Grading childhood brain and spinal cord tumours
The grade is a description of how the cancer cells look compared to normal cells. To find out the grade of a childhood brain or spinal cord tumour, the pathologist looks at a tissue sample from the tumour under a microscope. The pathologist gives a brain or spinal cord tumour a grade from I to IV based on the grading system developed by the World Health Organization (WHO). The lower the number, the lower the grade.
Brain and spinal cord tumours may contain several grades of cells. The grade of the tumour is determined by the highest grade of cells found even if most of the tumour cells are a lower grade.
How different the cancer cells are is described as differentiation.
Low grade means that the cancer cells are well differentiated. They look almost like normal cells. Lower grade cancer cells tend to be slow growing and are less likely to spread. Grade I and grade II brain and spinal cord tumours are low grade and are often called benign tumours.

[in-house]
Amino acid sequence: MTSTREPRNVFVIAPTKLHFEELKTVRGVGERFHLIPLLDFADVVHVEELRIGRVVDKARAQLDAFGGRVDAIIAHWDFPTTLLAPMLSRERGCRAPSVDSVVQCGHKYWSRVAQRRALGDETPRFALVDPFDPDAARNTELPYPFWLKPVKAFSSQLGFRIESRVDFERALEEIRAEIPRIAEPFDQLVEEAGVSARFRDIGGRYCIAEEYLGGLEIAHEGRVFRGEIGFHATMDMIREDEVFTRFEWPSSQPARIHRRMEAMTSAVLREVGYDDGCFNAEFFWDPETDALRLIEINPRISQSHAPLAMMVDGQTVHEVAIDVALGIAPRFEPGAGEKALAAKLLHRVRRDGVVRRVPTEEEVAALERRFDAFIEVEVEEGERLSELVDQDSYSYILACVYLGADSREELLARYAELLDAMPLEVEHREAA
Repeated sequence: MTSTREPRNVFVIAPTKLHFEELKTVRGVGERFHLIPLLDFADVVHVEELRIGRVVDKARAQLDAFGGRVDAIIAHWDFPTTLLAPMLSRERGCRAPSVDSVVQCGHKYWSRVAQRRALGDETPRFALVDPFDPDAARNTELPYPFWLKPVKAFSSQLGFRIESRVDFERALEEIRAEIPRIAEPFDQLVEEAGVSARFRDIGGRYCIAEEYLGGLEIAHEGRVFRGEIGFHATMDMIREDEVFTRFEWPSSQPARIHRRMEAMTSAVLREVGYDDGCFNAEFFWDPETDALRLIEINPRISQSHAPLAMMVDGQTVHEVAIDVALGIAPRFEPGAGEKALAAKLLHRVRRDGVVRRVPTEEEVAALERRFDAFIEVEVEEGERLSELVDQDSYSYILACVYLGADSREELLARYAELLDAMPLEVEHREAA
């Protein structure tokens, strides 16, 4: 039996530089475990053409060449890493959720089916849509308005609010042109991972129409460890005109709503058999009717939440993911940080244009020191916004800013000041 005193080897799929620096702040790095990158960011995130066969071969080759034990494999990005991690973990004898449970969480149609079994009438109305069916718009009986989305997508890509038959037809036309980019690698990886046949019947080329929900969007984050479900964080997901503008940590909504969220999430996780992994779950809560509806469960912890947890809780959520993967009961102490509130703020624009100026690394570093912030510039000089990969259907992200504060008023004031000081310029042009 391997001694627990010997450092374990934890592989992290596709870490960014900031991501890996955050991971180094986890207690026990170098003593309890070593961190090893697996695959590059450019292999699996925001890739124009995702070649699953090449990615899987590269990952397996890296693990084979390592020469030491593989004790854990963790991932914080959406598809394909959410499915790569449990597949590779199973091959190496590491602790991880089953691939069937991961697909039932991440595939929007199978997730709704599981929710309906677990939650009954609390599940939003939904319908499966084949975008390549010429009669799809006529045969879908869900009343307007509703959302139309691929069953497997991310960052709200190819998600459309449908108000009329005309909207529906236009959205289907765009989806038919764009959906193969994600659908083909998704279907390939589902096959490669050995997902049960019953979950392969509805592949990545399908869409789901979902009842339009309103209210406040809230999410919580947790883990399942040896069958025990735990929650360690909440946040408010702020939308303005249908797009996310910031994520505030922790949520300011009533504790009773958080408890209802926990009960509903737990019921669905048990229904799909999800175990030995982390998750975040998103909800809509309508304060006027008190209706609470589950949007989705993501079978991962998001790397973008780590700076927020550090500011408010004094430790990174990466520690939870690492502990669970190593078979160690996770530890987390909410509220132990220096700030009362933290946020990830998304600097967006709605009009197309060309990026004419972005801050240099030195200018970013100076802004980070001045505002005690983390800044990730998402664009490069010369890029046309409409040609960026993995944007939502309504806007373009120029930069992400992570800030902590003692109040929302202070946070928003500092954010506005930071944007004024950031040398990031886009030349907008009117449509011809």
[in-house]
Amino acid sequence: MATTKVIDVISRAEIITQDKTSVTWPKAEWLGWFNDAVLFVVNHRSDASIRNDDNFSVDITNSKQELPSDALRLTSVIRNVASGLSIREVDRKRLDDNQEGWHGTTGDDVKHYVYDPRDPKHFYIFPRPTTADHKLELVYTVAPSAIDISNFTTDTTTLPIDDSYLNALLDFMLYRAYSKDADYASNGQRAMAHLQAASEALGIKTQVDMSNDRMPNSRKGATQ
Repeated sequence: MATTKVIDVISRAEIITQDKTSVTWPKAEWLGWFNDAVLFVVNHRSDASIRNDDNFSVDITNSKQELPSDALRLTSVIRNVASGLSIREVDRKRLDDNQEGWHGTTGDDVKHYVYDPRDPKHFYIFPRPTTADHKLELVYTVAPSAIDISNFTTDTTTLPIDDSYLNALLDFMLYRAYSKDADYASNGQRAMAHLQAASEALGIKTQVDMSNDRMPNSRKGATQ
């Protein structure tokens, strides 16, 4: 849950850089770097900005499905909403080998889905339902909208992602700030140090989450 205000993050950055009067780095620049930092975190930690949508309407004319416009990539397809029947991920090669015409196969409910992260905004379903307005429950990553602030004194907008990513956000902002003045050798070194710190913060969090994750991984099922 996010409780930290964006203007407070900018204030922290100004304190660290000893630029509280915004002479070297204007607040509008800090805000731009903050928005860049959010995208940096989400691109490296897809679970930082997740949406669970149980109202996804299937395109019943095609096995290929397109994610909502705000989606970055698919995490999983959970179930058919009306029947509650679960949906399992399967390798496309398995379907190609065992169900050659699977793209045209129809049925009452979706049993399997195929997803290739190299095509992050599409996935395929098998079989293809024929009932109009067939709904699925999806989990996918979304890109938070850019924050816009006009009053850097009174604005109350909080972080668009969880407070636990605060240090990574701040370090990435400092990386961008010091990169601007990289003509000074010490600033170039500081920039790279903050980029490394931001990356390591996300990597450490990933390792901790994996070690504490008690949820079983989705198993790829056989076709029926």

High grade means that the cancer cells are poorly differentiated or undifferentiated. They look less normal, or more abnormal. Higher grade cancer cells tend to grow more quickly and are more likely to spread than low-grade cancer cells. Grade III and grade IV brain and spinal cord tumours are high grade and are called malignant tumours.
Tumours do not always stay the same. If a tumour changes, the name and grade of the tumour might change. A low-grade tumour might become high grade or might come back (recur) as a high-grade tumour.
Knowing the grade gives your healthcare team an idea of how quickly the cancer may be growing and how likely it is to spread. This helps them plan your treatment. The grade can also help the healthcare team predict future outcomes (your prognosis) and how the cancer might respond to treatment.
I was in total shock when I heard the diagnosis of cancer. Cancer to me was an adult’s disease. Being a 13-year-old teenager, it certainly wasn’t even on my radar.
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